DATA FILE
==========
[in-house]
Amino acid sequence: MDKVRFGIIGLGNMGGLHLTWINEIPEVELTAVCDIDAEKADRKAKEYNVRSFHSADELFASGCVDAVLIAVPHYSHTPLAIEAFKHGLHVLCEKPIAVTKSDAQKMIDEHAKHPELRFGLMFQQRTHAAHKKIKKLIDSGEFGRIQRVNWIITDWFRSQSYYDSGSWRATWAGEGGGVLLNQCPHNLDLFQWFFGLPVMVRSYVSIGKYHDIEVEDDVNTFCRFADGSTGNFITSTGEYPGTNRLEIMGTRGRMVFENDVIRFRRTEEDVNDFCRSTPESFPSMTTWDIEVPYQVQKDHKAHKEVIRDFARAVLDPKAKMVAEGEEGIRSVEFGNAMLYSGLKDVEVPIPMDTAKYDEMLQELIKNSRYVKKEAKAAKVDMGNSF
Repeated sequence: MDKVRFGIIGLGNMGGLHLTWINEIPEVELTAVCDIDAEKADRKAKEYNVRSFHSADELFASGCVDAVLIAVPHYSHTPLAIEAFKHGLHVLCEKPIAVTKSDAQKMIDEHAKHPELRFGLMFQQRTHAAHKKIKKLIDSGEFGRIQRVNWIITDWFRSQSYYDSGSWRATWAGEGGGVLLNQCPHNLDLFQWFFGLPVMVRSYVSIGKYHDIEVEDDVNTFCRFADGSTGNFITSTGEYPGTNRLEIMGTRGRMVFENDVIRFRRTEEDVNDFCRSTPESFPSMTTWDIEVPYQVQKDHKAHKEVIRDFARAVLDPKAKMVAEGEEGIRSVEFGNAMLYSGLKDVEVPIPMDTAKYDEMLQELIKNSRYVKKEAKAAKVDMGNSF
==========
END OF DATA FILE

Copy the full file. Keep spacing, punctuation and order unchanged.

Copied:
[in-house]
Amino acid sequence: MDKVRFGIIGLGNMGGLHLTWINEIPEVELTAVCDIDAEKADRKAKEYNVRSFHSADELFASGCVDAVLIAVPHYSHTPLAIEAFKHGLHVLCEKPIAVTKSDAQKMIDEHAKHPELRFGLMFQQRTHAAHKKIKKLIDSGEFGRIQRVNWIITDWFRSQSYYDSGSWRATWAGEGGGVLLNQCPHNLDLFQWFFGLPVMVRSYVSIGKYHDIEVEDDVNTFCRFADGSTGNFITSTGEYPGTNRLEIMGTRGRMVFENDVIRFRRTEEDVNDFCRSTPESFPSMTTWDIEVPYQVQKDHKAHKEVIRDFARAVLDPKAKMVAEGEEGIRSVEFGNAMLYSGLKDVEVPIPMDTAKYDEMLQELIKNSRYVKKEAKAAKVDMGNSF
Repeated sequence: MDKVRFGIIGLGNMGGLHLTWINEIPEVELTAVCDIDAEKADRKAKEYNVRSFHSADELFASGCVDAVLIAVPHYSHTPLAIEAFKHGLHVLCEKPIAVTKSDAQKMIDEHAKHPELRFGLMFQQRTHAAHKKIKKLIDSGEFGRIQRVNWIITDWFRSQSYYDSGSWRATWAGEGGGVLLNQCPHNLDLFQWFFGLPVMVRSYVSIGKYHDIEVEDDVNTFCRFADGSTGNFITSTGEYPGTNRLEIMGTRGRMVFENDVIRFRRTEEDVNDFCRSTPESFPSMTTWDIEVPYQVQKDHKAHKEVIRDFARAVLDPKAKMVAEGEEGIRSVEFGNAMLYSGLKDVEVPIPMDTAKYDEMLQELIKNSRYVKKEAKAAKVDMGNSF